Monday, May 18, 2009

Semantic Binary Data

There seems to be quite a few quite a few things missing from XML Schema, RDF and OWL, for example, a single unified type for binary octet-streams. The distinction between the two types used for binary octet-streams has caused more than a few issues during the implementation of these technologies. One indication is that OWL 2.0 is much more complex than the OWL 1.0, and another indication is a note in OWL 2 which talks about the consequences of the distinction between xs:base64Binary and xs:hexBinary. Both of these types are defined to have identical value spaces, but different lexical spaces. Their mutual value space is defined as all finite-length sequences of octets (numbers between 0 and 255).

If the Web metasystem is to understand anything, it must be able to understand octet-streams, since everything else is described in terms of these. Text can be viewed as an octet-stream. Pictures, movies, and music files can all be described as octet-streams, so unless XML, RDF and OWL allow clear expression of the concept of binary data, the application of these technologies will always be limited to vauge and abstract knowledge. There are many ways that a unified binary type could be brought to the XML world. One would be to make a owl:unionOf type that combined the two. Or another option would be to define an rdf:List type, and restrict the types of the members of the list to octets. Since the first option is trivial, and does not provide much structural knowledge about octet-streams, we will not consider it. The second approach does add structural knowledge, and so would be more appropriate for allowing the Web to understand more about octet-streams.

Neither RDF nor OWL allow restricting lists to be of a certain type, so in order to make a class of lists of octets, we must first have the ability to make lists of a type. To this end, we define a new rdf:Property called ex:listType. How would this property be used? To understand this, we must first understand how RDF handles higher-order types. For example, Properties in RDF can be thought of as higher-order types with two parameters. Using a Haskell-like syntax, this would mean (x :: Property a b) would correspond to the triples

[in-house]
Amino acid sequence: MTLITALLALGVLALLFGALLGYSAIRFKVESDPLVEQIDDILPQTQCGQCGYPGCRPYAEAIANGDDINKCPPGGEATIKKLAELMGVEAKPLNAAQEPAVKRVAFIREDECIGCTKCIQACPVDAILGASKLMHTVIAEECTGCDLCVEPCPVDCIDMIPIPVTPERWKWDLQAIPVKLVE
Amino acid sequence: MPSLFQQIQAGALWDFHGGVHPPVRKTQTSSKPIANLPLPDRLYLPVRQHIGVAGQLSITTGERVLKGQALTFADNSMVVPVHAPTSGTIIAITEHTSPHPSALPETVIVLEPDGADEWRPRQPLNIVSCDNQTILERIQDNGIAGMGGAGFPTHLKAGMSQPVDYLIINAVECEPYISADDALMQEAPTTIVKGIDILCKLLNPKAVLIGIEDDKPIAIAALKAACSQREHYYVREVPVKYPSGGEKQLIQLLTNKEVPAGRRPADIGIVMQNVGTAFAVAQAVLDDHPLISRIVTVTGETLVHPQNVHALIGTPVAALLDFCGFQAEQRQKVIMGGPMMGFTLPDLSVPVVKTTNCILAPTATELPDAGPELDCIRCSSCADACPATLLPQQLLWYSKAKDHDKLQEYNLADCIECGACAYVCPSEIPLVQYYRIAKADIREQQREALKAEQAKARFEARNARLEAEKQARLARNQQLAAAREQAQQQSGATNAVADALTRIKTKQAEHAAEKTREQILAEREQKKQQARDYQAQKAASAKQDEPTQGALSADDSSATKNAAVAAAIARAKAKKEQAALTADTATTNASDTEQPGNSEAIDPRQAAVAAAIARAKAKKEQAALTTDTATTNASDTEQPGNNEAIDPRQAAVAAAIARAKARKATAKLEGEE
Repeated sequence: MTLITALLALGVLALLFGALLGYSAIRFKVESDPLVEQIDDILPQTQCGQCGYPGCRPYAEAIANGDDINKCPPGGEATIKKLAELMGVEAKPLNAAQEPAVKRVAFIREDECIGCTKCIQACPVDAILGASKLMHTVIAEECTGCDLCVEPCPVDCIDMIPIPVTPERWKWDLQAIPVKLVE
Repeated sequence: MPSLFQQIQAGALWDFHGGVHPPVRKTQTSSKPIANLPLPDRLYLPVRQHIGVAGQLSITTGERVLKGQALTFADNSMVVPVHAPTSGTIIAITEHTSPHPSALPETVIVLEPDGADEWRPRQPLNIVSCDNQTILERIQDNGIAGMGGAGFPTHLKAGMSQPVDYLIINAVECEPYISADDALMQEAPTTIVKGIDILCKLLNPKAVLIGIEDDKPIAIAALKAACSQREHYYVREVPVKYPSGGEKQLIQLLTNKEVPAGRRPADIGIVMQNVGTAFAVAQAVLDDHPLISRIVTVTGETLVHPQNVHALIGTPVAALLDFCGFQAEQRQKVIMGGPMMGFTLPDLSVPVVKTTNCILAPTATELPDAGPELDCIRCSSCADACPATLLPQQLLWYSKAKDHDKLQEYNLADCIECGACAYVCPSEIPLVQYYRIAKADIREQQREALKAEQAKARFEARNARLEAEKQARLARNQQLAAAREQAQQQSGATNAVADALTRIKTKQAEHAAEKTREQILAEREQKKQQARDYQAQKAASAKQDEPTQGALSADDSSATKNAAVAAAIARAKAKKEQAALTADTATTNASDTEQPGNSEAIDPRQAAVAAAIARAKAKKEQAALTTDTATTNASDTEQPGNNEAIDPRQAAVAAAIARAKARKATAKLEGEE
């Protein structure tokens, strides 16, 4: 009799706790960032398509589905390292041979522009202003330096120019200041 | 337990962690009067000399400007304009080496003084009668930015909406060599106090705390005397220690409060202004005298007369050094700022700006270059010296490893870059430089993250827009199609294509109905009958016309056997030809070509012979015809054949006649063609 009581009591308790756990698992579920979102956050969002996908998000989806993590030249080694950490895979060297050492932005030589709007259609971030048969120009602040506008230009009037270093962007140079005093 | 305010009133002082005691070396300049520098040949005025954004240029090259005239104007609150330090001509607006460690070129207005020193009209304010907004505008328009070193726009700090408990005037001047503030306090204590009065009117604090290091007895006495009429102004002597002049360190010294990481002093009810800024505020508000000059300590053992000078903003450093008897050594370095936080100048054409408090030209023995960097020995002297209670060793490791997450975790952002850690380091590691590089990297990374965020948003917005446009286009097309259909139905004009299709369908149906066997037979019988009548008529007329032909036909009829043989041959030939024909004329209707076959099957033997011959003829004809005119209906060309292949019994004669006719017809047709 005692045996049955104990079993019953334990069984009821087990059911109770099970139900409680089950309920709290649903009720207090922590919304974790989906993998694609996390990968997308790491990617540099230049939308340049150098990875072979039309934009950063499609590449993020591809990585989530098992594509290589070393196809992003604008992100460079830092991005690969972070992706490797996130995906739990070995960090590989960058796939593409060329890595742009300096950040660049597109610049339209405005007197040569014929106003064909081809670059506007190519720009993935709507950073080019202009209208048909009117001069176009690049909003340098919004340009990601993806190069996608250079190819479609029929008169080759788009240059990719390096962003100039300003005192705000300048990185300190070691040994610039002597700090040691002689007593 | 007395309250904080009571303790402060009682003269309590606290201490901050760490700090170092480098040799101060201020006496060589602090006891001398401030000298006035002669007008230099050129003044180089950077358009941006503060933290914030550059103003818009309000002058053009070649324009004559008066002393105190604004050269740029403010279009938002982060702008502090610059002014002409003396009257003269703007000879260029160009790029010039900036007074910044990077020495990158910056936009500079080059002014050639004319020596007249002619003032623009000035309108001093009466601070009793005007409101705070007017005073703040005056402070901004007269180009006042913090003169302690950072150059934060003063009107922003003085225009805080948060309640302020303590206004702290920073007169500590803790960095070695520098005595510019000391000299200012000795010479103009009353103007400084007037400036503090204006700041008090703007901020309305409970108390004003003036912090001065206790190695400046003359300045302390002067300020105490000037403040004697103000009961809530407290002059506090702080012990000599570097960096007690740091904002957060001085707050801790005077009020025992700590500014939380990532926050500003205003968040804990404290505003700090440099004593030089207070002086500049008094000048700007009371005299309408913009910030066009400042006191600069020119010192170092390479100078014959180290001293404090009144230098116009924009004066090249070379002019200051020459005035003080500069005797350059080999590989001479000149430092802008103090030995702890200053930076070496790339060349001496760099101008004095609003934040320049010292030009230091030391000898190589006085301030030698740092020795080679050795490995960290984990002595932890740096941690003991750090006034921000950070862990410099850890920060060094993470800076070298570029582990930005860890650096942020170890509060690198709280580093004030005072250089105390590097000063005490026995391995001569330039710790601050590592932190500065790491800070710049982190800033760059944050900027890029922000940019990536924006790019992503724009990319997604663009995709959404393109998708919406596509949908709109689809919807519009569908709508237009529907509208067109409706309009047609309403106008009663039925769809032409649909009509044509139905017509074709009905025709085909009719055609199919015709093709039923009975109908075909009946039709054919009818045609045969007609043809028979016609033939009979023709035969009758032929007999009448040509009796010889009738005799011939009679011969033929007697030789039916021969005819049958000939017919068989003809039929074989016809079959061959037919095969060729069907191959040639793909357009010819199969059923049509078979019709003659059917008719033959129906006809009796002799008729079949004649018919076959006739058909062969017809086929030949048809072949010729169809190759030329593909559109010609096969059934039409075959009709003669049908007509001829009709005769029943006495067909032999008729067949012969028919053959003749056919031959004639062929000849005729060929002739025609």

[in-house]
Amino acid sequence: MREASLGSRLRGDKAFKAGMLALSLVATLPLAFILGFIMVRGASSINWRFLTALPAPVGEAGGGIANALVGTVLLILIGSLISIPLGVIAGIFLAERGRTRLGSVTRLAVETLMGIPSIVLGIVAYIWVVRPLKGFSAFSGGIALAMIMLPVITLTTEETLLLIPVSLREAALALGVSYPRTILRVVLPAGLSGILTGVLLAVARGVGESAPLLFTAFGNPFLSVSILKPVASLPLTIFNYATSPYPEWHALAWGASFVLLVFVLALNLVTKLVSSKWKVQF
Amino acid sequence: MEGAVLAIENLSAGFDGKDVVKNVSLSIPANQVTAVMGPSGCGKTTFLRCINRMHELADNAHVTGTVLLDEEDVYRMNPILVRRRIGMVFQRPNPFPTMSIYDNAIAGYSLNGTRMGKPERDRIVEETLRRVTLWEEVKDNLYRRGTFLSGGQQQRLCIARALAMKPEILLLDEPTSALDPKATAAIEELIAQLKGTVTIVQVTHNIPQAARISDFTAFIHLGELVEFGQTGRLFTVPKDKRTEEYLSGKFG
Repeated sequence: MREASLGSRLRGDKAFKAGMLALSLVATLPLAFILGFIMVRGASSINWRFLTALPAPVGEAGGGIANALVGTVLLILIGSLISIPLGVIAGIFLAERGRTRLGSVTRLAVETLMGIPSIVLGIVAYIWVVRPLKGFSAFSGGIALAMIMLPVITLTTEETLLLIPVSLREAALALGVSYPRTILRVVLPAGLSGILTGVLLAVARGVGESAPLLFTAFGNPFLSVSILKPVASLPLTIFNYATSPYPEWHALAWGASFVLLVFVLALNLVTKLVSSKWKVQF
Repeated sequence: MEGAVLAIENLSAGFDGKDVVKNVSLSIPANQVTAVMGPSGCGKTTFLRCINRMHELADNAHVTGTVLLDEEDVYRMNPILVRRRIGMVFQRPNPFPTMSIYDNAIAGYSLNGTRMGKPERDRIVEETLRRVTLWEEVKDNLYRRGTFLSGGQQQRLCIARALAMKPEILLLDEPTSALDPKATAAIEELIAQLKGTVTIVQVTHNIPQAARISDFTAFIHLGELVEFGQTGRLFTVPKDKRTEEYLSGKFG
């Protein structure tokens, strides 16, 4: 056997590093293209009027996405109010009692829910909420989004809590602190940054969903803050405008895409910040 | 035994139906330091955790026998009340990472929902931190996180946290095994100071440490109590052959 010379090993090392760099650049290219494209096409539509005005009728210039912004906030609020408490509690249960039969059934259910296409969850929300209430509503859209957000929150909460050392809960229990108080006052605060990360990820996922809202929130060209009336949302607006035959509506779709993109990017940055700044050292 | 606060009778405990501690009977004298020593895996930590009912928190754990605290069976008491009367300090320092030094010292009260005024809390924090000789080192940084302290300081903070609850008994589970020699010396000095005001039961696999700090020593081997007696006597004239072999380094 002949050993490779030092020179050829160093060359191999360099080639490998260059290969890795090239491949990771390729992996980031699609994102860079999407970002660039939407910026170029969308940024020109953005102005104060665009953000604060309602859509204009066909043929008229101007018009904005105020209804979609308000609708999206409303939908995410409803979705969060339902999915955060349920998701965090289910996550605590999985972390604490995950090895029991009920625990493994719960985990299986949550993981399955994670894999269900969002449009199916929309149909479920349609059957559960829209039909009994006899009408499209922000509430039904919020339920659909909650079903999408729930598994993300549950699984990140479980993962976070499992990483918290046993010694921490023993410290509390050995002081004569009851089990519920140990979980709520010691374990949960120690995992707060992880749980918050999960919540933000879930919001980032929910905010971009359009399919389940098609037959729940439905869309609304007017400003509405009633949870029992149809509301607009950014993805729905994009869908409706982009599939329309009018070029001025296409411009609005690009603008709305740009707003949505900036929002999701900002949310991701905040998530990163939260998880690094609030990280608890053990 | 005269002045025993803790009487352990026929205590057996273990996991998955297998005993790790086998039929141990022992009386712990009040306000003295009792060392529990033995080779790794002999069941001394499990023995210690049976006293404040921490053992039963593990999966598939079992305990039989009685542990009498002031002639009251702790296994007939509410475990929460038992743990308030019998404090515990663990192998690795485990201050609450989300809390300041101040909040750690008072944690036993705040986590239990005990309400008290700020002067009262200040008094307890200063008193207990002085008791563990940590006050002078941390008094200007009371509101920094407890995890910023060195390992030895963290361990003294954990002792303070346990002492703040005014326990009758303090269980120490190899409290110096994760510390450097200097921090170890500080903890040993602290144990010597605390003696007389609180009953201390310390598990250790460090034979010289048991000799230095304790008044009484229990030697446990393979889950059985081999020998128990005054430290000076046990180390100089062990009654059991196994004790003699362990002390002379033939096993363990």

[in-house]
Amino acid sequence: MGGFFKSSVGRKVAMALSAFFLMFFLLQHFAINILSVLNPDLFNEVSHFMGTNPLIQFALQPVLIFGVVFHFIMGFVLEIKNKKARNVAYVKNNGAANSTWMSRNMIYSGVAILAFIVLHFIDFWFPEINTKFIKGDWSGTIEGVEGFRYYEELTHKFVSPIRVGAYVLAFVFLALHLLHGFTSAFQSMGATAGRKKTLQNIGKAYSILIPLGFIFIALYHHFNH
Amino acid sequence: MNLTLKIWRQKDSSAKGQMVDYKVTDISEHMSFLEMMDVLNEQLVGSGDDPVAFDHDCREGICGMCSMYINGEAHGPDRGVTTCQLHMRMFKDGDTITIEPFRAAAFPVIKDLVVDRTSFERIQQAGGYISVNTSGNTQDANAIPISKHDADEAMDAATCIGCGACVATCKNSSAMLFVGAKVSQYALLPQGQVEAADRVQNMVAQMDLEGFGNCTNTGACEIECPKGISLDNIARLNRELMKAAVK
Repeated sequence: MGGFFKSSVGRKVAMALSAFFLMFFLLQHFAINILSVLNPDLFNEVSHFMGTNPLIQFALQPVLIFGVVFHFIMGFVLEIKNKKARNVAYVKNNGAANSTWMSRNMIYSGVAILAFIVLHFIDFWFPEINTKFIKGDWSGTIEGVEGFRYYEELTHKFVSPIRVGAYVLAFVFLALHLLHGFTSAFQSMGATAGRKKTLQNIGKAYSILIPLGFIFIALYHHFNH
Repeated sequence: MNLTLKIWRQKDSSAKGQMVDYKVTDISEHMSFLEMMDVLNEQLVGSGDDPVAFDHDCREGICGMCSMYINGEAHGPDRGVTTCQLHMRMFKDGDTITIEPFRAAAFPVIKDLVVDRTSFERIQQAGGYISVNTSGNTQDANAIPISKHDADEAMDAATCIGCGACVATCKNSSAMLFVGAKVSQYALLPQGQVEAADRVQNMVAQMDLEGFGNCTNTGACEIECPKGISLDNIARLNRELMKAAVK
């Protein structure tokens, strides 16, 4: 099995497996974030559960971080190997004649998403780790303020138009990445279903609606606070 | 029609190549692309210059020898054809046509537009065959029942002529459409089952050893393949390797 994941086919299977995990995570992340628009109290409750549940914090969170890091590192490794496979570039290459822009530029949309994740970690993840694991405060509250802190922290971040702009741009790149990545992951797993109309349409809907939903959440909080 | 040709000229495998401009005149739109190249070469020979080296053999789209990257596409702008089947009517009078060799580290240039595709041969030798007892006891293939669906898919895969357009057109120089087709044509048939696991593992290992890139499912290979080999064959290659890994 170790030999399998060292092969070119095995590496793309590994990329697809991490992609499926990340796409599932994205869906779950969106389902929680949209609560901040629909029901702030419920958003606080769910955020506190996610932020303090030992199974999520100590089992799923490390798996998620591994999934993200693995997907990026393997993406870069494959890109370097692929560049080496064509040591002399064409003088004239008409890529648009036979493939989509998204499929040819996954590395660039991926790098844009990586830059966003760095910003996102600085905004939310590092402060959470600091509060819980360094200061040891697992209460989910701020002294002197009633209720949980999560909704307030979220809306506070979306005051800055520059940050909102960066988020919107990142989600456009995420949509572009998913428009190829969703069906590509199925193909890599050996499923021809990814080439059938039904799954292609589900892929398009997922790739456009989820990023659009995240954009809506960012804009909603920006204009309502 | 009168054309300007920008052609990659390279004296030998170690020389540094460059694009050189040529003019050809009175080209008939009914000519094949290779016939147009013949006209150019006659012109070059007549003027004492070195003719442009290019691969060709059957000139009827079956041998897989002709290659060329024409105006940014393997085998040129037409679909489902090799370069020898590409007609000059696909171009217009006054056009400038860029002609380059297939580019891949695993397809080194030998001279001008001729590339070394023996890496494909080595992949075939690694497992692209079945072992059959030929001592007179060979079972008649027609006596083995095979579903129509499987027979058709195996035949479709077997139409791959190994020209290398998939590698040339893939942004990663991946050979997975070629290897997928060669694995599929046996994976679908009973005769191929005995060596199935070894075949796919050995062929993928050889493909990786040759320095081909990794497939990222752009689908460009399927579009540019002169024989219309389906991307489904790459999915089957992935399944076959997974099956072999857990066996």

_:x rdf:type rdf:Property .
_:x rdfs:domain _:a .
_:x rdfs:range _:b .

which means the appropriate way to encode list types in RDF, such as (x :: List a), would be with the triples

_:x rdf:type rdf:List .
_:x ex:listType _:a .

With this new construct, a unified ex:binary type could easily be defined as (List xs:unsignedByte). Or in simpler terms, the triple (_:x rdf:type ex:binary) would be equivalent to the triples

_:x rdf:type rdf:List .
_:x ex:listType xs:unsignedByte .

This would allow OWL ontologies about file formats, stream protocols, multimedia files, and much more. Using these two higher-order types as examples, it seems all higher-order types can be patterned after these two. Also, since it is abstract enough to represent these higher-order types, it seems that Web technologies are on the right track. RDF and OWL seem to be the most abstract way of expressing modeling ideas, even more abstract than systems like CORBA, IDL and UML. The fact that they allow expressing higher-order types such as those found in Haskell is promising. Perhaps the goal of model compilation (the OMG kind), is much closer than we think. However, the bloat of UML does more to complicate model translation than to simplify it.

Perhaps the simplicity of RDF is all we need.

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